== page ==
WE NEED TO TALK ABOUT KEVIN
DIRECTED BY LYNNE RAMSEY
Is Eva Khatchadourian paranoid, overly ambivalent, or just plain too close to the fire regarding her son Kevin? Is she too meek or just at a loss for how to parent him? Is she a tragic figure or totally unreliable and unsympathetic? Whatever you believe, she is laid the blame for Kevin because despite all the psychological warfare Kevin waged against her, he never laid a finger on her versus everybody else in his destructive path. WE NEED TO TALK ABOUT KEVIN deals with Eva’s perceptions and nightmares about Kevin that take form in big and small acts of evil.
Lynne Ramsey’s adaptation of the Lionel Shriver novel narrows the dirty deeds yet makes each act Kevin commits more frightening and effective. The film’s non-chronological order at first seems messy but the film’s build up to the final fifteen minutes makes everything that seemed too blurred in storytelling have more focus.
For a character portrayed by more than one actor, including an infant, each ‘Kevin’ is a nightmare. Ezra Miller as the eldest Kevin is a young man who believes he has it all figured out and knows exactly what he is doing, no longer just specific to pushing his mother’s buttons (something that both in the novel and on the screen showed at a young age, a boy aware of what he was doing to his mother), but about everything around him. There are flaws in his nihilism but his pretentiousness and sinister nature lethally undermine all logic.
Tilda Swinton plays Eva as a flawed woman who is almost in a horror movie where all the cards are stacked against her and her alone, a woman who truly believes her son is a monster from a very young age but nobody believes her. Kevin is, of course, a parent’s worst nightmare. But Swinton is not an outgoing, crazy, shrill counterpoint that we must root for against Miller’s diabolical psychopath. She plays a woman trying to connect, trying to maintain control, and later, trying to remain anonymous. The movie is from her perspective and the alienation she feels is palpable but also deceptive. Her interactions with Kevin, some of which are volatile, show flaws in her child rearing that are both obvious and complex. But could she have really raised this boy? Could she have saved him? Was Kevin born bad?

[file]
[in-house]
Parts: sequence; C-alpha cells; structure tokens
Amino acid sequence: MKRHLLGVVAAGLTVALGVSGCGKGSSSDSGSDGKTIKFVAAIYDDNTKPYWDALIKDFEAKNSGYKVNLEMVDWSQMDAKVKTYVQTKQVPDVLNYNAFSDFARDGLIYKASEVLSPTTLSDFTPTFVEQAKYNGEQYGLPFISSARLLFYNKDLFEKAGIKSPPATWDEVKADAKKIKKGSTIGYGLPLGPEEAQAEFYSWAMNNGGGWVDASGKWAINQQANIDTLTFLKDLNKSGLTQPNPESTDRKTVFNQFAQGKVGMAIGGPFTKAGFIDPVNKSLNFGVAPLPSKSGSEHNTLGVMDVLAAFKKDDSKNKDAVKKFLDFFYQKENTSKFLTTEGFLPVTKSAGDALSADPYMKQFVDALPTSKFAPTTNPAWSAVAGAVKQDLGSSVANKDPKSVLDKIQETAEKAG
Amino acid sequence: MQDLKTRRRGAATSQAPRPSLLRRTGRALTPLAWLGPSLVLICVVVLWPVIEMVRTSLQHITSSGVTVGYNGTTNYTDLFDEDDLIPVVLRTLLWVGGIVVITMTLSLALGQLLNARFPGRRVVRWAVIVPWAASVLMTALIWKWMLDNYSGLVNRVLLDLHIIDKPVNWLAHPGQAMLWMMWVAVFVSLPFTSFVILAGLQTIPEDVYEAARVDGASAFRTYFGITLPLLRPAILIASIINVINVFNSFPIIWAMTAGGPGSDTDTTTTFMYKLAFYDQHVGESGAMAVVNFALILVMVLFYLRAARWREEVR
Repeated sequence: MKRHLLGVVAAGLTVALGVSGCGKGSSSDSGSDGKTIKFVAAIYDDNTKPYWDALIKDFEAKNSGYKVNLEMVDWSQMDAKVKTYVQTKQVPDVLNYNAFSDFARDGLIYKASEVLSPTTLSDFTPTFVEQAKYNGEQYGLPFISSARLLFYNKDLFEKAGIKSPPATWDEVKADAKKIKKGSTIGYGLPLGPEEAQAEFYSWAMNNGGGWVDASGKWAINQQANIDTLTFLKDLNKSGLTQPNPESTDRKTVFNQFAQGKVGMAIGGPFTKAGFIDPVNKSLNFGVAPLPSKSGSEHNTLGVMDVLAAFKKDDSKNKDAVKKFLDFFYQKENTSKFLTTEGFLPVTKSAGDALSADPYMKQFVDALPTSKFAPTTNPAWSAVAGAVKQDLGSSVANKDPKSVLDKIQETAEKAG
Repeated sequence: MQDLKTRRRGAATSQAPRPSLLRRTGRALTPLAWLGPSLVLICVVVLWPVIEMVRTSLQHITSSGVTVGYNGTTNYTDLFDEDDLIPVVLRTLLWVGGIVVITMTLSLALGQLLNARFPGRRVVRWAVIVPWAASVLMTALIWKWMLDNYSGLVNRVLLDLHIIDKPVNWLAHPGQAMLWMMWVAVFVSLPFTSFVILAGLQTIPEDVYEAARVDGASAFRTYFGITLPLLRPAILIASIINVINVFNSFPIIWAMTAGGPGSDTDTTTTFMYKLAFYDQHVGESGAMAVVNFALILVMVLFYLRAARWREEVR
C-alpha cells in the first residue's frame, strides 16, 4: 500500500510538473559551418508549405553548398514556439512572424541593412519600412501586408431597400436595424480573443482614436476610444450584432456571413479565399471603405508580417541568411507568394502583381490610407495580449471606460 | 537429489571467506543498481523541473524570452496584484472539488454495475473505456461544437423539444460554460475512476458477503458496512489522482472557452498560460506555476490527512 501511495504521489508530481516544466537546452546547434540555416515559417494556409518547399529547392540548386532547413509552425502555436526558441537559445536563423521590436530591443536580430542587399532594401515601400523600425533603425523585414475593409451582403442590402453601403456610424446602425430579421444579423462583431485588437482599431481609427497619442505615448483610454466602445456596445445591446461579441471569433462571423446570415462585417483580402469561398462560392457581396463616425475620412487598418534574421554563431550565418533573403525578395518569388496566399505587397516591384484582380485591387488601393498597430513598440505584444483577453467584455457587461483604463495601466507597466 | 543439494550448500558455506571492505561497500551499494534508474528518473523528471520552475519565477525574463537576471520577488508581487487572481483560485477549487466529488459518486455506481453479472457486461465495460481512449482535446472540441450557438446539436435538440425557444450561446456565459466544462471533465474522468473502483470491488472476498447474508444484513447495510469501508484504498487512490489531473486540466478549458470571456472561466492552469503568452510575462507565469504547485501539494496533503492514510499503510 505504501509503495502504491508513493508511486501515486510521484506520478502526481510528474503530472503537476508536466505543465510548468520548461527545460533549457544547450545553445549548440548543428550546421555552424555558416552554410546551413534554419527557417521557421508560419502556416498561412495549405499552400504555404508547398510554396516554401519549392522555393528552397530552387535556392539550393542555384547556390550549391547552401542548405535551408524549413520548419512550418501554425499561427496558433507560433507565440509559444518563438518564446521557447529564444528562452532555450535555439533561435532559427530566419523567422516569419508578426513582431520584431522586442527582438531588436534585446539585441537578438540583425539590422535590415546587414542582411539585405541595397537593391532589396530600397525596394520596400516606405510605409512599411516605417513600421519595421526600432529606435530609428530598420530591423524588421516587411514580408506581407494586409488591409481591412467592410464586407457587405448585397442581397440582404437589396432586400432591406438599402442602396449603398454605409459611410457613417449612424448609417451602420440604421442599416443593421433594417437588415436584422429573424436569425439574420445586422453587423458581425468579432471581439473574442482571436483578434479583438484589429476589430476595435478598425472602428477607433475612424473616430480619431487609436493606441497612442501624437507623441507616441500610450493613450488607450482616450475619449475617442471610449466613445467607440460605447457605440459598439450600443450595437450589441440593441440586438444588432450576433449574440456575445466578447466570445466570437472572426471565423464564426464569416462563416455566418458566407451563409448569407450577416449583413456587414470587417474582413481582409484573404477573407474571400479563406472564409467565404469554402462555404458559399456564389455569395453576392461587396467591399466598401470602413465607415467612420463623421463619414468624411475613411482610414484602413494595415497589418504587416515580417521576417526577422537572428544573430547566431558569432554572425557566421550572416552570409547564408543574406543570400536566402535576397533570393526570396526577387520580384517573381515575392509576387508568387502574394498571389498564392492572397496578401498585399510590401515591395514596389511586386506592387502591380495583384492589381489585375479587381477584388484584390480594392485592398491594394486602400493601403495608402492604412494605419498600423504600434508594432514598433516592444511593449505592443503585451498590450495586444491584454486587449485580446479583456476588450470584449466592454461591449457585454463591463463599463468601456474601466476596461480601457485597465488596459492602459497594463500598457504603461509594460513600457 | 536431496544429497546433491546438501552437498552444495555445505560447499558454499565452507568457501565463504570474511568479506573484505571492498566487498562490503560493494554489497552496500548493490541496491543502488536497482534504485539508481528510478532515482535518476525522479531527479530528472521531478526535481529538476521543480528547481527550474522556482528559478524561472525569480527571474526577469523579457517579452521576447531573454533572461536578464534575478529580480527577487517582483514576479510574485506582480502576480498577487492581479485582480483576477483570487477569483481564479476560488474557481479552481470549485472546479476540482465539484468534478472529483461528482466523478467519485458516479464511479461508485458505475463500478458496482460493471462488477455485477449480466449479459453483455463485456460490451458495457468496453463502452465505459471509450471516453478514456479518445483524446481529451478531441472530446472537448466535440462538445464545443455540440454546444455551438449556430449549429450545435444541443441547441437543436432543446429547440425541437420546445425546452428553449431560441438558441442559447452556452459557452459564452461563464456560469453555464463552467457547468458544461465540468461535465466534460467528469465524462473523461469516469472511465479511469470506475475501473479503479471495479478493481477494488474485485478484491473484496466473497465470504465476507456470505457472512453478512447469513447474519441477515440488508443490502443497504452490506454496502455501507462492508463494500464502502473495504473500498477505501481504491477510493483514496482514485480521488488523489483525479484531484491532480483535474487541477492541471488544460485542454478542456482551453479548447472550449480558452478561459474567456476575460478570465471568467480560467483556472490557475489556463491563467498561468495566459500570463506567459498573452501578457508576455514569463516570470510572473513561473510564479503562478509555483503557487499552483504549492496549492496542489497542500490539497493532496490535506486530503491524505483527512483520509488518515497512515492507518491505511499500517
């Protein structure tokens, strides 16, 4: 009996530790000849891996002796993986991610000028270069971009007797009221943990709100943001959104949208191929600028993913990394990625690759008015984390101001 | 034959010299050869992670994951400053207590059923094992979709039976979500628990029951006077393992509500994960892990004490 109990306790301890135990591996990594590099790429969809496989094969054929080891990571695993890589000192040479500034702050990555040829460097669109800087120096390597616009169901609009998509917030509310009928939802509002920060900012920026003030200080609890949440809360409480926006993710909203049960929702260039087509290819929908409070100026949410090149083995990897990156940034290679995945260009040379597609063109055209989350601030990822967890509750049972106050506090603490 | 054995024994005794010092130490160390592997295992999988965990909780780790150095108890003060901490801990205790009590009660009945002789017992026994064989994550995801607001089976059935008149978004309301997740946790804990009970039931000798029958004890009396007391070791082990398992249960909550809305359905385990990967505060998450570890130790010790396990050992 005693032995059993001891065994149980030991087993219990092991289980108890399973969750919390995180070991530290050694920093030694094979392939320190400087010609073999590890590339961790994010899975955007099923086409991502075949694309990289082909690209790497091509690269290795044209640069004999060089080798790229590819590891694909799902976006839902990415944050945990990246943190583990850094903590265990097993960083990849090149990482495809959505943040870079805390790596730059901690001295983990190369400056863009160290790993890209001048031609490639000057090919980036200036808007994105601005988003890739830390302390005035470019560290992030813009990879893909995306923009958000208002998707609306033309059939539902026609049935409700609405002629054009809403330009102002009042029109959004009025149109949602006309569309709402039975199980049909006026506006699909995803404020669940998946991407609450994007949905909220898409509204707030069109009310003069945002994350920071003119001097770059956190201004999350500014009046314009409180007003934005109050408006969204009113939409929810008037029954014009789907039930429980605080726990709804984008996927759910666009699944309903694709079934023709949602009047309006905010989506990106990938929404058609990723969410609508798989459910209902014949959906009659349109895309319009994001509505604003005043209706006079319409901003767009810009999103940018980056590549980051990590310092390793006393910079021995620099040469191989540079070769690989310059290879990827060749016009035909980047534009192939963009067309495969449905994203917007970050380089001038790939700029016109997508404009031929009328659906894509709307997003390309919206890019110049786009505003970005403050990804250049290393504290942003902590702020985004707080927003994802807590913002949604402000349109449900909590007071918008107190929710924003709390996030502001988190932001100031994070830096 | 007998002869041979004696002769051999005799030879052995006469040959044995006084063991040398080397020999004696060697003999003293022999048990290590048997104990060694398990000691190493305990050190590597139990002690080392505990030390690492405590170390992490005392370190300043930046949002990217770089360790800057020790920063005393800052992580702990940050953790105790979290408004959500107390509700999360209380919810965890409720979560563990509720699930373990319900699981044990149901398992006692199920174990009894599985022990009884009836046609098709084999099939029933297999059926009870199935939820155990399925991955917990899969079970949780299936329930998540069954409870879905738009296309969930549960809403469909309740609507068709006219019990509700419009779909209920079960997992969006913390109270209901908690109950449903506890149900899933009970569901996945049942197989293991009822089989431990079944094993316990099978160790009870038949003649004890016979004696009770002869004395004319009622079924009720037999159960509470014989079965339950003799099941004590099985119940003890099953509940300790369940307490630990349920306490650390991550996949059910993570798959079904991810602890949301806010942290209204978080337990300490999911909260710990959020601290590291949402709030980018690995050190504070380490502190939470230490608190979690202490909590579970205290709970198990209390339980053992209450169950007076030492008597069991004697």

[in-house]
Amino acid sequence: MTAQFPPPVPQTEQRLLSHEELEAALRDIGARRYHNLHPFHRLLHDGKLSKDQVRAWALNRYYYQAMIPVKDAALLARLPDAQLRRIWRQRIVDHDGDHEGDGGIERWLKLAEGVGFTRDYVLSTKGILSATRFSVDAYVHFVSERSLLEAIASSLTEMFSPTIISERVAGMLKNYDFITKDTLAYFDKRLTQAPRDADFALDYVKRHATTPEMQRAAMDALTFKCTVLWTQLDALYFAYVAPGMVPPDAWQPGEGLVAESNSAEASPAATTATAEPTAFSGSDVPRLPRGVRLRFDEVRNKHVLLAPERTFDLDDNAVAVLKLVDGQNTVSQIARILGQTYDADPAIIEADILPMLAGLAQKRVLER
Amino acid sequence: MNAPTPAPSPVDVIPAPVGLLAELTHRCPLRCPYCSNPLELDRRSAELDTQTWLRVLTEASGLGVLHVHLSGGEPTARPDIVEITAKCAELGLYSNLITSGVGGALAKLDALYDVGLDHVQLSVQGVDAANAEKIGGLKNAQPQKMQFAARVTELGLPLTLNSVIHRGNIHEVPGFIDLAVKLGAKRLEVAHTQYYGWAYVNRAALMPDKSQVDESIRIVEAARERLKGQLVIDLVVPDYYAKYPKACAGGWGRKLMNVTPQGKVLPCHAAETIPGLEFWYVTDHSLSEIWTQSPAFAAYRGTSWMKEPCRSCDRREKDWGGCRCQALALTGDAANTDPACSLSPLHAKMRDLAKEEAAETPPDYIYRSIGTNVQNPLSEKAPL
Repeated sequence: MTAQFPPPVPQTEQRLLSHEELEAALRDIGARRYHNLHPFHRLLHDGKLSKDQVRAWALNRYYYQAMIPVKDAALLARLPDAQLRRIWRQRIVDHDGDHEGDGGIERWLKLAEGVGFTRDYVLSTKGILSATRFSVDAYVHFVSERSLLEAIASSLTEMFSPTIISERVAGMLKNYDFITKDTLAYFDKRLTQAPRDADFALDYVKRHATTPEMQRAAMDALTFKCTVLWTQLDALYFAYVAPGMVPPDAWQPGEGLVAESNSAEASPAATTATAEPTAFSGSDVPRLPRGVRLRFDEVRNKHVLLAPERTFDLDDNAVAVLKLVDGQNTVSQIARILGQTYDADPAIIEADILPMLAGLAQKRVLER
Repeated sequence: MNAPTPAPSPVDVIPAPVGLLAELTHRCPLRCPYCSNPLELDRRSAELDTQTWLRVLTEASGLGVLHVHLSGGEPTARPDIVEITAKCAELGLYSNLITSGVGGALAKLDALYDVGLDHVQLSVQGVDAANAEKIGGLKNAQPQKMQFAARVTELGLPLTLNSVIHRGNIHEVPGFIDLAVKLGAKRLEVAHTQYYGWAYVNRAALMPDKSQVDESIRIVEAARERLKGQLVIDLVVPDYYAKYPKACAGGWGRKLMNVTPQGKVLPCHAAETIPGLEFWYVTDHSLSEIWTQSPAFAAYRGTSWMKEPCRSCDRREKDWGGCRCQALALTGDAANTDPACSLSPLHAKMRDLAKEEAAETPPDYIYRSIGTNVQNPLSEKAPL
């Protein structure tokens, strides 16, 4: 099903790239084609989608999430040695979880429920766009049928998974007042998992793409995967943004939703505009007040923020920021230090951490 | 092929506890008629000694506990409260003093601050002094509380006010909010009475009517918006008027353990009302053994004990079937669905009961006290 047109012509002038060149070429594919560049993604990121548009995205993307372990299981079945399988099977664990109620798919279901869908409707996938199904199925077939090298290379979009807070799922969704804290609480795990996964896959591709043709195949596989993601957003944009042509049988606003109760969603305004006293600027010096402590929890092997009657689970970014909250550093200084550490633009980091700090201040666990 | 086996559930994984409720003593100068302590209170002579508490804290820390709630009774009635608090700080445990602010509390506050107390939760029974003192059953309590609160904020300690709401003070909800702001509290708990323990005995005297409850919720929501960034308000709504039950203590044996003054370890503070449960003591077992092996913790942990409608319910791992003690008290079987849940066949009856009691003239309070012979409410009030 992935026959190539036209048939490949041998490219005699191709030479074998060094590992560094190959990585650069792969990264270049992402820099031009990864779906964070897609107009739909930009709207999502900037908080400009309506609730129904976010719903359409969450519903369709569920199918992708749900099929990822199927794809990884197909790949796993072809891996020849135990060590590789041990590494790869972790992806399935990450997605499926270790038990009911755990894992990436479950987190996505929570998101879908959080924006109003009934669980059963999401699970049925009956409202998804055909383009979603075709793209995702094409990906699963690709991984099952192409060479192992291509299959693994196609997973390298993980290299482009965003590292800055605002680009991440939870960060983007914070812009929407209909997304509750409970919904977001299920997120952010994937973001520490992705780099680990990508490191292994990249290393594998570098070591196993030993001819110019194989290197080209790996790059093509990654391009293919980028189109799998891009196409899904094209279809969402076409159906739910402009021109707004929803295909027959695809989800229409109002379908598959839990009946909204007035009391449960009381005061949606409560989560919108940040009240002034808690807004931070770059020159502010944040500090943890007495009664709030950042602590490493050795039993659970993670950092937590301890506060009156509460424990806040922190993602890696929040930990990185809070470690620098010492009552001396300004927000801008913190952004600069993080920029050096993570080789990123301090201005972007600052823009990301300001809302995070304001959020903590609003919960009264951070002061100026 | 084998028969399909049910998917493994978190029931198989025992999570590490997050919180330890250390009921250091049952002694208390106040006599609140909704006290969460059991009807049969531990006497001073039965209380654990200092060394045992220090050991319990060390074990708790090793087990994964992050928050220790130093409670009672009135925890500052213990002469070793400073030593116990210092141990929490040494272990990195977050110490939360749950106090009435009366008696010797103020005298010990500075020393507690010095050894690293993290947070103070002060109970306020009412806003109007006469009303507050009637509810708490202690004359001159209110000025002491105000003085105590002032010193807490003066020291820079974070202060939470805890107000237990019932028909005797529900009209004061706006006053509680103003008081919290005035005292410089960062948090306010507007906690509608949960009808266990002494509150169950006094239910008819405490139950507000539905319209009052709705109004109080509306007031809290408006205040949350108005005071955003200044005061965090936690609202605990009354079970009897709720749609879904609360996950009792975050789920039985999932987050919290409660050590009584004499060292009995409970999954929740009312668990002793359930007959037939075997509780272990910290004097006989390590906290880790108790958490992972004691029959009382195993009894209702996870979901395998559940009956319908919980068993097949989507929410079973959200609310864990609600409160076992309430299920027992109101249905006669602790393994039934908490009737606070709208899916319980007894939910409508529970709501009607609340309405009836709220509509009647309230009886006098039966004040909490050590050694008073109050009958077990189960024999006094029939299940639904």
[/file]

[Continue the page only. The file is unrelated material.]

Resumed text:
I love that Ramsey still leaves many of these questions open to interpretation, preserving Shriver’s novel. She stylizes the film to a certain extent with a soundtrack that is quite pronounced and post-modern and the close-ups she gives to every major character puts her actors on the spot. Miller’s malevolence may be seen as too hammy and try-hard compared to Swinton’s subtle brilliance but he is what shakes you to the core and makes your skin crawl. Those looks he gives to Eva alone make him one the more memorable and detestable villains of any movie genre. Miller, Jasper Newell, and Rock Duer make Kevin evil incarnate. Swinton makes a complex protagonist stuck between a rock and a hard place, by her own doing or by her own son remains debatable even after viewing this film. Miller and Swinton each deserve to be up for every acting award as well as Lynne Ramsey for directing a real horror be a film on the perception of seeing evil within a person you are supposed to love and defend. WE NEED TO TALK ABOUT KEVIN is one the best films I have seen this year.